This past year I’ve been sharing an incredible experience with conscious community leaders from Rocky Mount, North Carolina; the restoration of the historic Unity Cemetery. My perpetual quest for history and insight about my people lead me to Rocky Mount. I am still learning and building on the information and inspiration I have gained.
Unity Cemetery, an 18 acre African American cemetery was founded in the 1920s. Among the thousands calling Unity their final resting place are many Black change makers, including the first African American North Carolina state representative Dred Wimberly and Alpha Kappa Alpha Sorority Incorporated founder Anna Easter Brown. Today the cemetery is largely in ruins. Graves have sunk in, headstones tumbled, and some are completely lost to time and the elements erasing history. I have come to understand that many Black cemeteries throughout the American south have suffered a similar fate.
I can’t help but wonder …. how could this happen when the last burial was in 2019? What can we learn from those resting at Unity? Most importantly, why is the Black cemetery in this condition when Pineview Cemetery three minutes away whom did not permit the burial of Black people so meticulously maintained?
I took my questions to the community leaders regularly on site Samuel, Tarrick, Steve, and Tracey. Once a month they host a clean up that has dwindled in numbers since my first visit but grown in meaningfulness. They have told their stories time and time again mentioning their personal connections to the cemetery and the Rocky Mount area in their own respective ways. Two Black and two white they are the embodiment of Unity, in my opinion. They continue to collaborate on this mission that the privileged might find meaningless but those of us searching for our place and an understanding of our history are forever grateful.
I saw Tarrick and Samuel on WRAL news in February encouraging people to come help clean up. The very same weekend I made my first trip to Unity in Rocky Mount, NC. It was a cold day in February but you would never know that by the size of the crowd at the clean up.
All walks of life different ages, races, and beliefs found value in being present for the first clean up. The word unity was the correct term because although people have differing opinions on how things should more forward they have united to keep the ball rolling. Some families decided to clean up their own plots, others have made trips to assess what would be their next best move to honor their ancestry. None of which would be happening without the attention being brought to Unity cemetery by the four mentioned above and their trusted advisors.
As an outsider looking in, happy to learn, and ecstatic to grow. Here are a few things I’d like to share.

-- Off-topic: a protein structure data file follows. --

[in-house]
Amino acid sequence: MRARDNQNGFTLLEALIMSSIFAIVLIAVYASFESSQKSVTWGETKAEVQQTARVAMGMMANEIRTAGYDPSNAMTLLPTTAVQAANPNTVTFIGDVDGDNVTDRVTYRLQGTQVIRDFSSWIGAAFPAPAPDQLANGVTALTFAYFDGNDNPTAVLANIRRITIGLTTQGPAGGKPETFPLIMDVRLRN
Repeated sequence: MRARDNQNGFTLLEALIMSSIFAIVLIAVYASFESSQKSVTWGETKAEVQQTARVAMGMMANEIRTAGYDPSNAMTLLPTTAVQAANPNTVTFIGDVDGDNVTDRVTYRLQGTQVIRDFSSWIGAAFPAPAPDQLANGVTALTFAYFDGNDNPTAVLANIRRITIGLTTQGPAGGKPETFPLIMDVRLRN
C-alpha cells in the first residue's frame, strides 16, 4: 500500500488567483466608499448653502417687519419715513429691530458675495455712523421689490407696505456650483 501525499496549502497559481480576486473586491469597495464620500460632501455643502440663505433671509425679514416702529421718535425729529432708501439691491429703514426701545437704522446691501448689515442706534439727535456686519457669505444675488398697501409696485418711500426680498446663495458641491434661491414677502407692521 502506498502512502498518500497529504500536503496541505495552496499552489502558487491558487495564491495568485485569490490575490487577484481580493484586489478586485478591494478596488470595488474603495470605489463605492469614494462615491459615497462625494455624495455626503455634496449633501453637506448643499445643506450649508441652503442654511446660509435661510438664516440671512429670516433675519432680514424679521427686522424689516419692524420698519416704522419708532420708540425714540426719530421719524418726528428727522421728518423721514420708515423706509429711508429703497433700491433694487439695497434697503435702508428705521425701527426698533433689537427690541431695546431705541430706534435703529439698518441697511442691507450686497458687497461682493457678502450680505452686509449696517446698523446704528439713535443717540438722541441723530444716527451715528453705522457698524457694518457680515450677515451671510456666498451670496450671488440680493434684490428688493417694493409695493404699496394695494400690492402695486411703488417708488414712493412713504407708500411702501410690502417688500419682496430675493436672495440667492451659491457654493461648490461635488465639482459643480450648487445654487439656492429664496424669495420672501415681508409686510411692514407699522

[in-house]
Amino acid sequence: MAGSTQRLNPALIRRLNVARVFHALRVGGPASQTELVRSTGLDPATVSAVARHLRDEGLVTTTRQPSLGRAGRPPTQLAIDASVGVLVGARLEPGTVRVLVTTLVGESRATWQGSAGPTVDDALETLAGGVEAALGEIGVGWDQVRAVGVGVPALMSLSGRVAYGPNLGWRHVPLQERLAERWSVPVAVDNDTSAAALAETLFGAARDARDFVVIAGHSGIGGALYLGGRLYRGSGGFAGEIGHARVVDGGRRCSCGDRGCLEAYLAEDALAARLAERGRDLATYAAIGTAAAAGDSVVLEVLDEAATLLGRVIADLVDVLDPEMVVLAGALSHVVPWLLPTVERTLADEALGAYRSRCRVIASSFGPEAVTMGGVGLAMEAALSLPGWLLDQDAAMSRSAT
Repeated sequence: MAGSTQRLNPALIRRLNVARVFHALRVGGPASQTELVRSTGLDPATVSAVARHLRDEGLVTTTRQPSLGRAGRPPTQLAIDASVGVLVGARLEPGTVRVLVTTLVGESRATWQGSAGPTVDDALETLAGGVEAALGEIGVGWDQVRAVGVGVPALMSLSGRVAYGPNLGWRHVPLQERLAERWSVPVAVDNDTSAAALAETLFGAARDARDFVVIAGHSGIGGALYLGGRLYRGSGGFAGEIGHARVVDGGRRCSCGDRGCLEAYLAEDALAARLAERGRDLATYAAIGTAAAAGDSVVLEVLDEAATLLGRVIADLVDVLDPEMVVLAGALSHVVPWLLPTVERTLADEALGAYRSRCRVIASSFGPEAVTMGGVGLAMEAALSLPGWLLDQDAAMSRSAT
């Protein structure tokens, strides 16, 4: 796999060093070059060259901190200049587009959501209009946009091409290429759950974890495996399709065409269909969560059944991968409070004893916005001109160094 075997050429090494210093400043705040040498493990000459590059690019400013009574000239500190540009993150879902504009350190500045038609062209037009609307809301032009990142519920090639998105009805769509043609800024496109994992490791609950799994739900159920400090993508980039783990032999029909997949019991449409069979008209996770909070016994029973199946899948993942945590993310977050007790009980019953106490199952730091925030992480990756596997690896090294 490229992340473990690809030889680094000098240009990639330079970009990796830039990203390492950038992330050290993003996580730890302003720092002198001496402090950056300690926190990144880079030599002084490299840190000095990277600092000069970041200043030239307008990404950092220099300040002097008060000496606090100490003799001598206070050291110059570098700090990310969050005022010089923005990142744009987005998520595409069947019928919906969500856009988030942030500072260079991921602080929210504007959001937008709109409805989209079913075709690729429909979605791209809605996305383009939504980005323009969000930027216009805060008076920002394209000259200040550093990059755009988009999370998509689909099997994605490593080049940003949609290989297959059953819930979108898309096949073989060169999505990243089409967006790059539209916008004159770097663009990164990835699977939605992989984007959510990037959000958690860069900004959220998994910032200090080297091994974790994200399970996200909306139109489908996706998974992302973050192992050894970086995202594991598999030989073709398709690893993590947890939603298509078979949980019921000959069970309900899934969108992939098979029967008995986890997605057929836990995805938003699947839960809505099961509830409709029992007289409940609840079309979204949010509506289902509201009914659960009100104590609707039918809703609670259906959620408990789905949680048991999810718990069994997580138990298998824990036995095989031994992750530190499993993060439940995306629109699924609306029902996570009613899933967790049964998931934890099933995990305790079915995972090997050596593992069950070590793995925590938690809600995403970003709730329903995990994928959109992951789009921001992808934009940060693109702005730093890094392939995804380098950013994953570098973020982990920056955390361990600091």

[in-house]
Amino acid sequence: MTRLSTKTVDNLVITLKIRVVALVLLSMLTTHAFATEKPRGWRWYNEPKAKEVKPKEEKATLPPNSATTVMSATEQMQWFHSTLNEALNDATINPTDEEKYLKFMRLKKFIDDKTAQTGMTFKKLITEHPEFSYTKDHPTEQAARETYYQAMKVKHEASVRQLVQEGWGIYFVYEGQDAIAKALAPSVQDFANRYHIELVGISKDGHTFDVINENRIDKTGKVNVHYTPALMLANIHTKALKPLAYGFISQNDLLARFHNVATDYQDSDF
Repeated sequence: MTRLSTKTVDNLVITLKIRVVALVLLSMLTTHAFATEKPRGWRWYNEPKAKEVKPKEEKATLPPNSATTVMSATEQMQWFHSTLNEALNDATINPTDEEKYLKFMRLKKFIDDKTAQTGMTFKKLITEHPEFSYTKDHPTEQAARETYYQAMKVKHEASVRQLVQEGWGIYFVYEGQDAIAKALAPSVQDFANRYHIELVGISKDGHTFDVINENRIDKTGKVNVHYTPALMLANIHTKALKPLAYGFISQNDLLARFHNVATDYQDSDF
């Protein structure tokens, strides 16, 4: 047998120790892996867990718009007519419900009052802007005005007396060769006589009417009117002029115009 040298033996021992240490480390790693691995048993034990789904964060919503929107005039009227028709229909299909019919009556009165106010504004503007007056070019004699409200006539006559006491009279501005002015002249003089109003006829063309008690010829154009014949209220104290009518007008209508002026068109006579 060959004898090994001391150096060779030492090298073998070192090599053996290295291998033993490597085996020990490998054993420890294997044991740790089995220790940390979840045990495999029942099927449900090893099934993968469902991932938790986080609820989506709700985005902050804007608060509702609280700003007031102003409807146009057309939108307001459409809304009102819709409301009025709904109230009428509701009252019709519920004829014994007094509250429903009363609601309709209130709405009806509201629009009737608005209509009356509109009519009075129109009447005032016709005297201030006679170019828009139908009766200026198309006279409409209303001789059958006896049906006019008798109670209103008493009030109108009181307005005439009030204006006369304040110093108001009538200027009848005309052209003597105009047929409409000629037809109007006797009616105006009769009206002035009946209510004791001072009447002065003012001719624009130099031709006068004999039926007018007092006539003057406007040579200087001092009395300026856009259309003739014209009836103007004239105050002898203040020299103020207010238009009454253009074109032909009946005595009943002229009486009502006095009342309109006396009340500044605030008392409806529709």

The Black Cemetery
There are two schools of thought when it comes to burials in the African American community. Largely deprived of resources many graves in the south were marked with rocks, wooden crosses, and hand engraved stones. The thinking here was that the ancestors are going back to the earth from which we all came. There was no artificial elaborate landscape created in most cases.
The second understanding revolves around the more Eurocentric belief that a cemetery is a place of remembrance for the living to return to. More like a park for the dead, if you will. This school of thought mandates the allocation of resources, the ability to keep records, and other details that were not afforded to Blacks in the post civil war south.
My thoughts are split between the two schools. As we search for information we are challenged by the lack of structure, by the overgrowth, and by the lack of resources needed to really dig in and clean up. On the other hand the peace and quiet of Unity Cemetery is remarkable. The shade of the trees, the streams that have forged their ways through the families, even in its overgrown state there is a sense of peace and rest.
Dred Wimberly (1849 – 1937)
Dred Wimberly was a memorable force in North Carolina’s postbellum period. Born an enslaved field hand near Tarboro, North Carolina on the Walnut Plantation, Wimberly made the choice to remain on the plantation when liberation arrived in 1865. This decision was not uncommon. Stepping out into an unfamiliar and dangerous post-civil war America was just as risky as staying in place on a plantation. Although, much of my reading has led me to believe Dred had a unique relationship with his plantation owner Kemp Plummer Battle, there is still more research to be done. Battle, an early University of North Carolina president valued education, hard work, and opportunity. Wimberly would prove to value the same for his people.
A carpenter by trade Wimberly was called upon by the North Carolina General Assembly in 1879 to run for an open seat. NCpedia.com cites Dred Wimberly’s response as the following, “I got into it when I wasn’t looking . . . I hesitated at first and asked them to look around a lot more. They nominated me anyhow and I was elected.” In 1889, Wimberly won a state senate seat. He was an active member who participated in many spirited debates and votes. One of the votes that resonated with Wimberly’s interest in education was in 1887, Wimberly voted to create North Carolina College of Agriculture and Mechanical Arts. This institution grew into North Carolina State University.
Dred Wimberly continued his path in governance. He even went to Washington, DC becoming a custodian in the United States House of Representatives. Buried in 1937 in Unity Cemetery, Wimberly’s home and historical marker still stand across the street from Pineview Cemetery. The cemetery he was not permitted to be buried in due to the color of his skin.
My journey with Unity Cemetery is far from over. I will continue to research and share stories, history, and insight from this powerful and meaningful unifying force.